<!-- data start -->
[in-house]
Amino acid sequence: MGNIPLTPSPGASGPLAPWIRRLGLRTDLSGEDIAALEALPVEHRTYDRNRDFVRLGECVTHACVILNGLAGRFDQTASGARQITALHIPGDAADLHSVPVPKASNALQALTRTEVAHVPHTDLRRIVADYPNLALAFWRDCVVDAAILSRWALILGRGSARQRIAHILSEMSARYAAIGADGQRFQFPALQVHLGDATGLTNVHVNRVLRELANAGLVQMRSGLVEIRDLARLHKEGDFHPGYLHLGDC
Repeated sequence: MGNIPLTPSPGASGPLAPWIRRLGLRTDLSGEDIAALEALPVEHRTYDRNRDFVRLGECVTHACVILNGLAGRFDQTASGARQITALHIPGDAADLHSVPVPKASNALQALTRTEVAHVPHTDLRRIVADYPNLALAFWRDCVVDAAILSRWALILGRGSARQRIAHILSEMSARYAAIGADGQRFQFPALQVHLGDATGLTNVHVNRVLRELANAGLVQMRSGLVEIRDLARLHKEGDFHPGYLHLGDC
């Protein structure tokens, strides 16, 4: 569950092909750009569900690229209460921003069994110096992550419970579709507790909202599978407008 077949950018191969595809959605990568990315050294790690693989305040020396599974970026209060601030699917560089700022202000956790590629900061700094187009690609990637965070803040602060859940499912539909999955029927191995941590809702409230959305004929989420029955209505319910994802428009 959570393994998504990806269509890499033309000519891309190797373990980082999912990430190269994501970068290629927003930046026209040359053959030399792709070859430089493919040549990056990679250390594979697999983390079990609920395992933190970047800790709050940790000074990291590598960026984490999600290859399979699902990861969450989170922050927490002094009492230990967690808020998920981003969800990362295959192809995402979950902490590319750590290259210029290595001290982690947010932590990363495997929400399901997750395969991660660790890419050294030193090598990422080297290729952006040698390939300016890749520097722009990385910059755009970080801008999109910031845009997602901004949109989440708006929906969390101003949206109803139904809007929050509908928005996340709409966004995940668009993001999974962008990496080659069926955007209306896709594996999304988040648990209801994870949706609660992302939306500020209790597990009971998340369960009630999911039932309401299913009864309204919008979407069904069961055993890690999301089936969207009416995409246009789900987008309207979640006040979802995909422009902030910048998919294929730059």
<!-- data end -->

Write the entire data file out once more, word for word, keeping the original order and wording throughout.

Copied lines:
[in-house]
Amino acid sequence: MGNIPLTPSPGASGPLAPWIRRLGLRTDLSGEDIAALEALPVEHRTYDRNRDFVRLGECVTHACVILNGLAGRFDQTASGARQITALHIPGDAADLHSVPVPKASNALQALTRTEVAHVPHTDLRRIVADYPNLALAFWRDCVVDAAILSRWALILGRGSARQRIAHILSEMSARYAAIGADGQRFQFPALQVHLGDATGLTNVHVNRVLRELANAGLVQMRSGLVEIRDLARLHKEGDFHPGYLHLGDC
Repeated sequence: MGNIPLTPSPGASGPLAPWIRRLGLRTDLSGEDIAALEALPVEHRTYDRNRDFVRLGECVTHACVILNGLAGRFDQTASGARQITALHIPGDAADLHSVPVPKASNALQALTRTEVAHVPHTDLRRIVADYPNLALAFWRDCVVDAAILSRWALILGRGSARQRIAHILSEMSARYAAIGADGQRFQFPALQVHLGDATGLTNVHVNRVLRELANAGLVQMRSGLVEIRDLARLHKEGDFHPGYLHLGDC
């Protein structure tokens, strides 16, 4: 569950092909750009569900690229209460921003069994110096992550419970579709507790909202599978407008 077949950018191969595809959605990568990315050294790690693989305040020396599974970026209060601030699917560089700022202000956790590629900061700094187009690609990637965070803040602060859940499912539909999955029927191995941590809702409230959305004929989420029955209505319910994802428009 959570393994998504990806269509890499033309000519891309190797373990980082999912990430190269994501970068290629927003930046026209040359053959030399792709070859430089493919040549990056990679250390594979697999983390079990609920395992933190970047800790709050940790000074990291590598960026984490999600290859399979699902990861969450989170922050927490002094009492230990967690808020998920981003969800990362295959192809995402979950902490590319750590290259210029290595001290982690947010932590990363495997929400399901997750395969991660660790890419050294030193090598990422080297290729952006040698390939300016890749520097722009990385910059755009970080801008999109910031845009997602901004949109989440708006929906969390101003949206109803139904809007929050509908928005996340709409966004995940668009993001999974962008990496080659069926955007209306896709594996999304988040648990209801994870949706609660992302939306500020209790597990009971998340369960009630999911039932309401299913009864309204919008979407069904069961055993890690999301089936969207009416995409246009789900987008309207979640006040979802995909422009902030910048998919294929730059």